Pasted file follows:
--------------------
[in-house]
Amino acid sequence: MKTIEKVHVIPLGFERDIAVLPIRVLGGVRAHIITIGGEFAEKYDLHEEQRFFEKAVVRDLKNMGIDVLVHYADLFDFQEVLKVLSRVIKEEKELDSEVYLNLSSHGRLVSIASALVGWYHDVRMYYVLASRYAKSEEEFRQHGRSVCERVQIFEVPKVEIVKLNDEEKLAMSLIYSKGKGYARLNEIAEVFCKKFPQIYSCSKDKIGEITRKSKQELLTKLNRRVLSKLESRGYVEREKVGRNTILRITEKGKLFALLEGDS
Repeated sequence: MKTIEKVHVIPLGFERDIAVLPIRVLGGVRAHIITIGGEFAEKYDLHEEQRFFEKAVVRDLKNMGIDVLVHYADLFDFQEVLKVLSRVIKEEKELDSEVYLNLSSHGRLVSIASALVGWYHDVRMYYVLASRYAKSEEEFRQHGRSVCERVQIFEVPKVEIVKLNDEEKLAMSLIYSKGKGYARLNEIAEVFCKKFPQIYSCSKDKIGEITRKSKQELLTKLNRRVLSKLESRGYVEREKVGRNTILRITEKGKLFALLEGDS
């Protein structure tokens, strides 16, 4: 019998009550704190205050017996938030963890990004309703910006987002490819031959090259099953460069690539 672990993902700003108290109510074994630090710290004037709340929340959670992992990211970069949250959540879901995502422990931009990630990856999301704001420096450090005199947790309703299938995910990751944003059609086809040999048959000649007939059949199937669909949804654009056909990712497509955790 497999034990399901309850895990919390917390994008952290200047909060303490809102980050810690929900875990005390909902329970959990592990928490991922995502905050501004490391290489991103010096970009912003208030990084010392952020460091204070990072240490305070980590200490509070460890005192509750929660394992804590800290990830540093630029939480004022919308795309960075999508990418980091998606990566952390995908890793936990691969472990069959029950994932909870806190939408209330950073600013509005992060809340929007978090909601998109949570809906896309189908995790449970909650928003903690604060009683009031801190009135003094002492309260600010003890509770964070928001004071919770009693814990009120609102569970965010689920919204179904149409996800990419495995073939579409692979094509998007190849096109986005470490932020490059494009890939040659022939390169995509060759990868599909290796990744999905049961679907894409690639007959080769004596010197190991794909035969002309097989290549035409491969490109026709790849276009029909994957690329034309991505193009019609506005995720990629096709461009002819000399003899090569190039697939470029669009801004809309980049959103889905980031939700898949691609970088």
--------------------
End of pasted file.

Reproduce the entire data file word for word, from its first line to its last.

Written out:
[in-house]
Amino acid sequence: MKTIEKVHVIPLGFERDIAVLPIRVLGGVRAHIITIGGEFAEKYDLHEEQRFFEKAVVRDLKNMGIDVLVHYADLFDFQEVLKVLSRVIKEEKELDSEVYLNLSSHGRLVSIASALVGWYHDVRMYYVLASRYAKSEEEFRQHGRSVCERVQIFEVPKVEIVKLNDEEKLAMSLIYSKGKGYARLNEIAEVFCKKFPQIYSCSKDKIGEITRKSKQELLTKLNRRVLSKLESRGYVEREKVGRNTILRITEKGKLFALLEGDS
Repeated sequence: MKTIEKVHVIPLGFERDIAVLPIRVLGGVRAHIITIGGEFAEKYDLHEEQRFFEKAVVRDLKNMGIDVLVHYADLFDFQEVLKVLSRVIKEEKELDSEVYLNLSSHGRLVSIASALVGWYHDVRMYYVLASRYAKSEEEFRQHGRSVCERVQIFEVPKVEIVKLNDEEKLAMSLIYSKGKGYARLNEIAEVFCKKFPQIYSCSKDKIGEITRKSKQELLTKLNRRVLSKLESRGYVEREKVGRNTILRITEKGKLFALLEGDS
């Protein structure tokens, strides 16, 4: 019998009550704190205050017996938030963890990004309703910006987002490819031959090259099953460069690539 672990993902700003108290109510074994630090710290004037709340929340959670992992990211970069949250959540879901995502422990931009990630990856999301704001420096450090005199947790309703299938995910990751944003059609086809040999048959000649007939059949199937669909949804654009056909990712497509955790 497999034990399901309850895990919390917390994008952290200047909060303490809102980050810690929900875990005390909902329970959990592990928490991922995502905050501004490391290489991103010096970009912003208030990084010392952020460091204070990072240490305070980590200490509070460890005192509750929660394992804590800290990830540093630029939480004022919308795309960075999508990418980091998606990566952390995908890793936990691969472990069959029950994932909870806190939408209330950073600013509005992060809340929007978090909601998109949570809906896309189908995790449970909650928003903690604060009683009031801190009135003094002492309260600010003890509770964070928001004071919770009693814990009120609102569970965010689920919204179904149409996800990419495995073939579409692979094509998007190849096109986005470490932020490059494009890939040659022939390169995509060759990868599909290796990744999905049961679907894409690639007959080769004596010197190991794909035969002309097989290549035409491969490109026709790849276009029909994957690329034309991505193009019609506005995720990629096709461009002819000399003899090569190039697939470029669009801004809309980049959103889905980031939700898949691609970088």